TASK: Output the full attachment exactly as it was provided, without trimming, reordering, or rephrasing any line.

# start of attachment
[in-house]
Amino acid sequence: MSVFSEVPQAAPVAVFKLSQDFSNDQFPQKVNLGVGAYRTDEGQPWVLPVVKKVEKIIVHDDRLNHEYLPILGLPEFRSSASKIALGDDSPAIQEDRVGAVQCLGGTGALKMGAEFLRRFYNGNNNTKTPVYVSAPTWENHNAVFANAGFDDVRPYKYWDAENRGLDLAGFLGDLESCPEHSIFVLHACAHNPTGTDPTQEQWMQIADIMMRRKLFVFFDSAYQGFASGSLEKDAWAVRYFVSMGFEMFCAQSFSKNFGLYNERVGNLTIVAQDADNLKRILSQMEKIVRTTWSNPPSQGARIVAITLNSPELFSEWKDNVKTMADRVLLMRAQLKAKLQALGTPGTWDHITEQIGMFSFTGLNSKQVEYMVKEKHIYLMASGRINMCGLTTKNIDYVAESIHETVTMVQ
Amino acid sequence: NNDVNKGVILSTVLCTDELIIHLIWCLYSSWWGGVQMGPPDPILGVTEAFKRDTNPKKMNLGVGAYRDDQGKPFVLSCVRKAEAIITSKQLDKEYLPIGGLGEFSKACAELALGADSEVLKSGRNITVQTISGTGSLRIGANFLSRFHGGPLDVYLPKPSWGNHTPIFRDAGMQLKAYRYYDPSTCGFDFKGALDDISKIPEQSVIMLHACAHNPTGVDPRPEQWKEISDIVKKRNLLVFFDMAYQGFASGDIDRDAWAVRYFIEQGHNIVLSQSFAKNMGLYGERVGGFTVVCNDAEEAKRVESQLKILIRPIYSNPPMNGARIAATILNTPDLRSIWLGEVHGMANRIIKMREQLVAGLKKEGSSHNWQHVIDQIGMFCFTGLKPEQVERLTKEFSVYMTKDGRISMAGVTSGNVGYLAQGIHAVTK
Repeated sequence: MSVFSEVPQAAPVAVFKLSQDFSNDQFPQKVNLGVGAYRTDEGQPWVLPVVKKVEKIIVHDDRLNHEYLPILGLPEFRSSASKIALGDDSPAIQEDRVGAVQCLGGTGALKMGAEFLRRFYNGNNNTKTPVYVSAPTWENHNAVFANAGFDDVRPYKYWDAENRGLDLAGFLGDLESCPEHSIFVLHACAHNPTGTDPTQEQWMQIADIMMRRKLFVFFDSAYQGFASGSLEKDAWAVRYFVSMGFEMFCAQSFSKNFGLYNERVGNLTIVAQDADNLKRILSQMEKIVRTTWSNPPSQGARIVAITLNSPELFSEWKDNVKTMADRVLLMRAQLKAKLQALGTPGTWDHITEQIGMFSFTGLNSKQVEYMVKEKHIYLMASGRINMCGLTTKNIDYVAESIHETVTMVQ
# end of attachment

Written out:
[in-house]
Amino acid sequence: MSVFSEVPQAAPVAVFKLSQDFSNDQFPQKVNLGVGAYRTDEGQPWVLPVVKKVEKIIVHDDRLNHEYLPILGLPEFRSSASKIALGDDSPAIQEDRVGAVQCLGGTGALKMGAEFLRRFYNGNNNTKTPVYVSAPTWENHNAVFANAGFDDVRPYKYWDAENRGLDLAGFLGDLESCPEHSIFVLHACAHNPTGTDPTQEQWMQIADIMMRRKLFVFFDSAYQGFASGSLEKDAWAVRYFVSMGFEMFCAQSFSKNFGLYNERVGNLTIVAQDADNLKRILSQMEKIVRTTWSNPPSQGARIVAITLNSPELFSEWKDNVKTMADRVLLMRAQLKAKLQALGTPGTWDHITEQIGMFSFTGLNSKQVEYMVKEKHIYLMASGRINMCGLTTKNIDYVAESIHETVTMVQ
Amino acid sequence: NNDVNKGVILSTVLCTDELIIHLIWCLYSSWWGGVQMGPPDPILGVTEAFKRDTNPKKMNLGVGAYRDDQGKPFVLSCVRKAEAIITSKQLDKEYLPIGGLGEFSKACAELALGADSEVLKSGRNITVQTISGTGSLRIGANFLSRFHGGPLDVYLPKPSWGNHTPIFRDAGMQLKAYRYYDPSTCGFDFKGALDDISKIPEQSVIMLHACAHNPTGVDPRPEQWKEISDIVKKRNLLVFFDMAYQGFASGDIDRDAWAVRYFIEQGHNIVLSQSFAKNMGLYGERVGGFTVVCNDAEEAKRVESQLKILIRPIYSNPPMNGARIAATILNTPDLRSIWLGEVHGMANRIIKMREQLVAGLKKEGSSHNWQHVIDQIGMFCFTGLKPEQVERLTKEFSVYMTKDGRISMAGVTSGNVGYLAQGIHAVTK
Repeated sequence: MSVFSEVPQAAPVAVFKLSQDFSNDQFPQKVNLGVGAYRTDEGQPWVLPVVKKVEKIIVHDDRLNHEYLPILGLPEFRSSASKIALGDDSPAIQEDRVGAVQCLGGTGALKMGAEFLRRFYNGNNNTKTPVYVSAPTWENHNAVFANAGFDDVRPYKYWDAENRGLDLAGFLGDLESCPEHSIFVLHACAHNPTGTDPTQEQWMQIADIMMRRKLFVFFDSAYQGFASGSLEKDAWAVRYFVSMGFEMFCAQSFSKNFGLYNERVGNLTIVAQDADNLKRILSQMEKIVRTTWSNPPSQGARIVAITLNSPELFSEWKDNVKTMADRVLLMRAQLKAKLQALGTPGTWDHITEQIGMFSFTGLNSKQVEYMVKEKHIYLMASGRINMCGLTTKNIDYVAESIHETVTMVQ